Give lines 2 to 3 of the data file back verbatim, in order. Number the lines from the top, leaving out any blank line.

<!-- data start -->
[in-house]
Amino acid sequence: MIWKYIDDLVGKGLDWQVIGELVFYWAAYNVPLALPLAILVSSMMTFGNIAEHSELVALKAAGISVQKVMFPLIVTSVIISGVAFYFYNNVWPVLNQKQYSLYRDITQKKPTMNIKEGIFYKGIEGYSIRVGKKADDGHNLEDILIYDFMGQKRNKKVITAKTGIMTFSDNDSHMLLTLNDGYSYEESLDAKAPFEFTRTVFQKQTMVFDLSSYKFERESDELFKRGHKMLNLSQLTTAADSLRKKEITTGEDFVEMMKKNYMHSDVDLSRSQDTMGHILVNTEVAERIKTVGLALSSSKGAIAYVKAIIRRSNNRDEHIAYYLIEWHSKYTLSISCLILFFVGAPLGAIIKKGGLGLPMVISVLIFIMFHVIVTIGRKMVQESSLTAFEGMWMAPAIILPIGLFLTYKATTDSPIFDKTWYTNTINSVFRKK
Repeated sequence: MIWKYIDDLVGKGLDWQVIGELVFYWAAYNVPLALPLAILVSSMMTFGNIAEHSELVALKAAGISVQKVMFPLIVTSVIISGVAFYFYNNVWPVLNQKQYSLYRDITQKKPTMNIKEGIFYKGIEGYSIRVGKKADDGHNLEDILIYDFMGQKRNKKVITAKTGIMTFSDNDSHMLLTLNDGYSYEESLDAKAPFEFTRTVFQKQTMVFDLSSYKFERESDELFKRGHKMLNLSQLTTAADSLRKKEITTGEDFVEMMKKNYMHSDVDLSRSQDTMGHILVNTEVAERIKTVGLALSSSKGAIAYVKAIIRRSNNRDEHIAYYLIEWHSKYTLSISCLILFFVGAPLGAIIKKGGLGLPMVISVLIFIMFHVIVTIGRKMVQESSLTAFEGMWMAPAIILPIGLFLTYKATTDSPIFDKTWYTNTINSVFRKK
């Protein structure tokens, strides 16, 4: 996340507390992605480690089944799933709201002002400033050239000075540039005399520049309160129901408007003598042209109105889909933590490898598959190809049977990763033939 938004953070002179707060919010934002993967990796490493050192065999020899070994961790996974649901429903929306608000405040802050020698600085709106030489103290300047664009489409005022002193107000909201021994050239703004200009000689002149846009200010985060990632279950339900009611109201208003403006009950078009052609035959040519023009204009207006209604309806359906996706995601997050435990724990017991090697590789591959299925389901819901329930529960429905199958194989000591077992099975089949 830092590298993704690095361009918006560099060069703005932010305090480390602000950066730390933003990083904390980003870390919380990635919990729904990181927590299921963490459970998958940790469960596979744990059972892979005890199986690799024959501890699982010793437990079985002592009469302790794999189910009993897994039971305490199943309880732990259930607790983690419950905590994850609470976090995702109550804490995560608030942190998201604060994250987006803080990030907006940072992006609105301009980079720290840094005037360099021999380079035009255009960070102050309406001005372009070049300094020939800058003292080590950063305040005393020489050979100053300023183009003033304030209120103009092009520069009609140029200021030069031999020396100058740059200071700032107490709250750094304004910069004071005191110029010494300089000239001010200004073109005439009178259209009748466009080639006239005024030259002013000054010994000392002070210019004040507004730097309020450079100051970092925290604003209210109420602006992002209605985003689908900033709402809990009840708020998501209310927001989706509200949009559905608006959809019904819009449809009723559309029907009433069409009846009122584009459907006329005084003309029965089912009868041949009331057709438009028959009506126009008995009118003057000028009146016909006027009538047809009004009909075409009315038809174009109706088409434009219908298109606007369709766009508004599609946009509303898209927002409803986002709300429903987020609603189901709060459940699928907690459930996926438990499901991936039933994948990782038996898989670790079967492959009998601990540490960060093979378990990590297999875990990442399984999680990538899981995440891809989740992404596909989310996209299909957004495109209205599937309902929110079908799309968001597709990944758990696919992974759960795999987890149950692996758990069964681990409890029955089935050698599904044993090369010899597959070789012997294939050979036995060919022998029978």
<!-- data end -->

Amino acid sequence: MIWKYIDDLVGKGLDWQVIGELVFYWAAYNVPLALPLAILVSSMMTFGNIAEHSELVALKAAGISVQKVMFPLIVTSVIISGVAFYFYNNVWPVLNQKQYSLYRDITQKKPTMNIKEGIFYKGIEGYSIRVGKKADDGHNLEDILIYDFMGQKRNKKVITAKTGIMTFSDNDSHMLLTLNDGYSYEESLDAKAPFEFTRTVFQKQTMVFDLSSYKFERESDELFKRGHKMLNLSQLTTAADSLRKKEITTGEDFVEMMKKNYMHSDVDLSRSQDTMGHILVNTEVAERIKTVGLALSSSKGAIAYVKAIIRRSNNRDEHIAYYLIEWHSKYTLSISCLILFFVGAPLGAIIKKGGLGLPMVISVLIFIMFHVIVTIGRKMVQESSLTAFEGMWMAPAIILPIGLFLTYKATTDSPIFDKTWYTNTINSVFRKK
Repeated sequence: MIWKYIDDLVGKGLDWQVIGELVFYWAAYNVPLALPLAILVSSMMTFGNIAEHSELVALKAAGISVQKVMFPLIVTSVIISGVAFYFYNNVWPVLNQKQYSLYRDITQKKPTMNIKEGIFYKGIEGYSIRVGKKADDGHNLEDILIYDFMGQKRNKKVITAKTGIMTFSDNDSHMLLTLNDGYSYEESLDAKAPFEFTRTVFQKQTMVFDLSSYKFERESDELFKRGHKMLNLSQLTTAADSLRKKEITTGEDFVEMMKKNYMHSDVDLSRSQDTMGHILVNTEVAERIKTVGLALSSSKGAIAYVKAIIRRSNNRDEHIAYYLIEWHSKYTLSISCLILFFVGAPLGAIIKKGGLGLPMVISVLIFIMFHVIVTIGRKMVQESSLTAFEGMWMAPAIILPIGLFLTYKATTDSPIFDKTWYTNTINSVFRKK